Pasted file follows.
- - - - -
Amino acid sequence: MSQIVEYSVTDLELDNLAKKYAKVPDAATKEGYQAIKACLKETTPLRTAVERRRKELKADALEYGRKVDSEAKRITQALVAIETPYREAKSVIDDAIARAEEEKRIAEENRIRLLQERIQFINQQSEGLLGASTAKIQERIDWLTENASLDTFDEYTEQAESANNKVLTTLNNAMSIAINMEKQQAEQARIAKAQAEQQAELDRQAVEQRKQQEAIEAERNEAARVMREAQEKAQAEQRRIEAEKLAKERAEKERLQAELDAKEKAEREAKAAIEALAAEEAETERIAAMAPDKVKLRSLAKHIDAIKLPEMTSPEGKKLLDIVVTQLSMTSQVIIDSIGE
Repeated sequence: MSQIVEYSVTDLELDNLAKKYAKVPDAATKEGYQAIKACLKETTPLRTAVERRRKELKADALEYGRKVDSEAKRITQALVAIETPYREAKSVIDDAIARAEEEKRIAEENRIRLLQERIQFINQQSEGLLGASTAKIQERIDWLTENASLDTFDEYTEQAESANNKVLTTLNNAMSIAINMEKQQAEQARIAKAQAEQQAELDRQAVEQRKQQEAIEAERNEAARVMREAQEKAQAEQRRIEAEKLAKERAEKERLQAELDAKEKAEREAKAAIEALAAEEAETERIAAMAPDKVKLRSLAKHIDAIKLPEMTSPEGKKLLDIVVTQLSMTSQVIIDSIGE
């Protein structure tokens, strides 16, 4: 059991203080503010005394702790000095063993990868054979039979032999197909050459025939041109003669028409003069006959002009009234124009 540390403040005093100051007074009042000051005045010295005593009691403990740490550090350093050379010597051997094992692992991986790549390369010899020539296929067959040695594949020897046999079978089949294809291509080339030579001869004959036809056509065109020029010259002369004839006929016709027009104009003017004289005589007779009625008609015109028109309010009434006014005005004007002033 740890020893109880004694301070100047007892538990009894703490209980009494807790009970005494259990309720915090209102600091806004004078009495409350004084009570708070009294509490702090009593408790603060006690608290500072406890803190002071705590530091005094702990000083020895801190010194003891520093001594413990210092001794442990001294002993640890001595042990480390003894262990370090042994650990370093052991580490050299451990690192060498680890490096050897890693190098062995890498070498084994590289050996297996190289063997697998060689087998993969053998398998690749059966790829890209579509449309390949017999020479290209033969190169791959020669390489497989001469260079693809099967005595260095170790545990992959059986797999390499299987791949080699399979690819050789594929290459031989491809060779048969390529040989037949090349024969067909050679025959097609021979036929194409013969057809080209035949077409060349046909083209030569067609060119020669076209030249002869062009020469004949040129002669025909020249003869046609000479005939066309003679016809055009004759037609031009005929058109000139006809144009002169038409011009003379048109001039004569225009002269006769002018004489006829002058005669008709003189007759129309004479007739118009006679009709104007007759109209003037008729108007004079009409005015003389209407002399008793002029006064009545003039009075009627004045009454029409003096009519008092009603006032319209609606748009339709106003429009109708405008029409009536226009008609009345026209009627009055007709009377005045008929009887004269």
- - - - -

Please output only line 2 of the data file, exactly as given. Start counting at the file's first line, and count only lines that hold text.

Repeated sequence: MSQIVEYSVTDLELDNLAKKYAKVPDAATKEGYQAIKACLKETTPLRTAVERRRKELKADALEYGRKVDSEAKRITQALVAIETPYREAKSVIDDAIARAEEEKRIAEENRIRLLQERIQFINQQSEGLLGASTAKIQERIDWLTENASLDTFDEYTEQAESANNKVLTTLNNAMSIAINMEKQQAEQARIAKAQAEQQAELDRQAVEQRKQQEAIEAERNEAARVMREAQEKAQAEQRRIEAEKLAKERAEKERLQAELDAKEKAEREAKAAIEALAAEEAETERIAAMAPDKVKLRSLAKHIDAIKLPEMTSPEGKKLLDIVVTQLSMTSQVIIDSIGE